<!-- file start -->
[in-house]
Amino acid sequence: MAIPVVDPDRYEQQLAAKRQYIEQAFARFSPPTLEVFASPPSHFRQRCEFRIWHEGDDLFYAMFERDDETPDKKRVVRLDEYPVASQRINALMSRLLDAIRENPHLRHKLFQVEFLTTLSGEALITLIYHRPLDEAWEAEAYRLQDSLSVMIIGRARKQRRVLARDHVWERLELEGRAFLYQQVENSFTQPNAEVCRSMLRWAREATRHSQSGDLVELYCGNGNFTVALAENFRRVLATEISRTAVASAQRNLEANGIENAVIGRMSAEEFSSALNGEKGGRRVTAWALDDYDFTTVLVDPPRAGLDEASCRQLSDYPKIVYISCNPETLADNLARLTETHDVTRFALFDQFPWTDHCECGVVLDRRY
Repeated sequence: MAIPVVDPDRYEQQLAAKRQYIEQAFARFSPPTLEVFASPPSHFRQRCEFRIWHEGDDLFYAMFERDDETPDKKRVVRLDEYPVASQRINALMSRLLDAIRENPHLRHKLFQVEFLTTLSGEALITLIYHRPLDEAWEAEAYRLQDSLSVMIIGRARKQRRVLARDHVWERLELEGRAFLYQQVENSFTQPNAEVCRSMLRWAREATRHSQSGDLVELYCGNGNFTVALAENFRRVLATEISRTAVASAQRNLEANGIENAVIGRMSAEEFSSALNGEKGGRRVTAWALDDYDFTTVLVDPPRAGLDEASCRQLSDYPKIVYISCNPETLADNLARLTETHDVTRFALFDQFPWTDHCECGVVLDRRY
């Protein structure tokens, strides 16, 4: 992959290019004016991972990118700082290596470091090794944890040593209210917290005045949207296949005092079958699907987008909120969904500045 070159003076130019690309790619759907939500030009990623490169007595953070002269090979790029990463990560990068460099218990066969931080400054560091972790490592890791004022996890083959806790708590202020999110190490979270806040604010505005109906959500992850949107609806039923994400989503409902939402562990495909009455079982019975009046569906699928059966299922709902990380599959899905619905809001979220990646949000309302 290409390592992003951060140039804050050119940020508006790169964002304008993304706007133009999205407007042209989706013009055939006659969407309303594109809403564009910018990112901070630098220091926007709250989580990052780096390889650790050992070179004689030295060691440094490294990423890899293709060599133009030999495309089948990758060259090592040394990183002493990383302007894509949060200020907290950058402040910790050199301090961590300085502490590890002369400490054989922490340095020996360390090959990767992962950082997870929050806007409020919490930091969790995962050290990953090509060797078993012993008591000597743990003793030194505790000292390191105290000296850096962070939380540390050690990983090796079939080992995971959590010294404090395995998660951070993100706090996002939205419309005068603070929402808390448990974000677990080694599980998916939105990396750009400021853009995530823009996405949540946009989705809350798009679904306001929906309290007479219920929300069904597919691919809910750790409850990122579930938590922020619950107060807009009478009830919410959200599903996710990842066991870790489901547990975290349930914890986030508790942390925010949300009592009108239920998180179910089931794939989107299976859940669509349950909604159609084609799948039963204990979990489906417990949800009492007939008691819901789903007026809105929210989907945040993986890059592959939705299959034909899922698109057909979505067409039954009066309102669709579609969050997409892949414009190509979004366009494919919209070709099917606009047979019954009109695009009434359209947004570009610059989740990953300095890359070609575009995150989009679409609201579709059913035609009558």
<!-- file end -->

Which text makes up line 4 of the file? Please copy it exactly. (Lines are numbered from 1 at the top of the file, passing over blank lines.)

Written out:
């Protein structure tokens, strides 16, 4: 992959290019004016991972990118700082290596470091090794944890040593209210917290005045949207296949005092079958699907987008909120969904500045 070159003076130019690309790619759907939500030009990623490169007595953070002269090979790029990463990560990068460099218990066969931080400054560091972790490592890791004022996890083959806790708590202020999110190490979270806040604010505005109906959500992850949107609806039923994400989503409902939402562990495909009455079982019975009046569906699928059966299922709902990380599959899905619905809001979220990646949000309302 290409390592992003951060140039804050050119940020508006790169964002304008993304706007133009999205407007042209989706013009055939006659969407309303594109809403564009910018990112901070630098220091926007709250989580990052780096390889650790050992070179004689030295060691440094490294990423890899293709060599133009030999495309089948990758060259090592040394990183002493990383302007894509949060200020907290950058402040910790050199301090961590300085502490590890002369400490054989922490340095020996360390090959990767992962950082997870929050806007409020919490930091969790995962050290990953090509060797078993012993008591000597743990003793030194505790000292390191105290000296850096962070939380540390050690990983090796079939080992995971959590010294404090395995998660951070993100706090996002939205419309005068603070929402808390448990974000677990080694599980998916939105990396750009400021853009995530823009996405949540946009989705809350798009679904306001929906309290007479219920929300069904597919691919809910750790409850990122579930938590922020619950107060807009009478009830919410959200599903996710990842066991870790489901547990975290349930914890986030508790942390925010949300009592009108239920998180179910089931794939989107299976859940669509349950909604159609084609799948039963204990979990489906417990949800009492007939008691819901789903007026809105929210989907945040993986890059592959939705299959034909899922698109057909979505067409039954009066309102669709579609969050997409892949414009190509979004366009494919919209070709099917606009047979019954009109695009009434359209947004570009610059989740990953300095890359070609575009995150989009679409609201579709059913035609009558």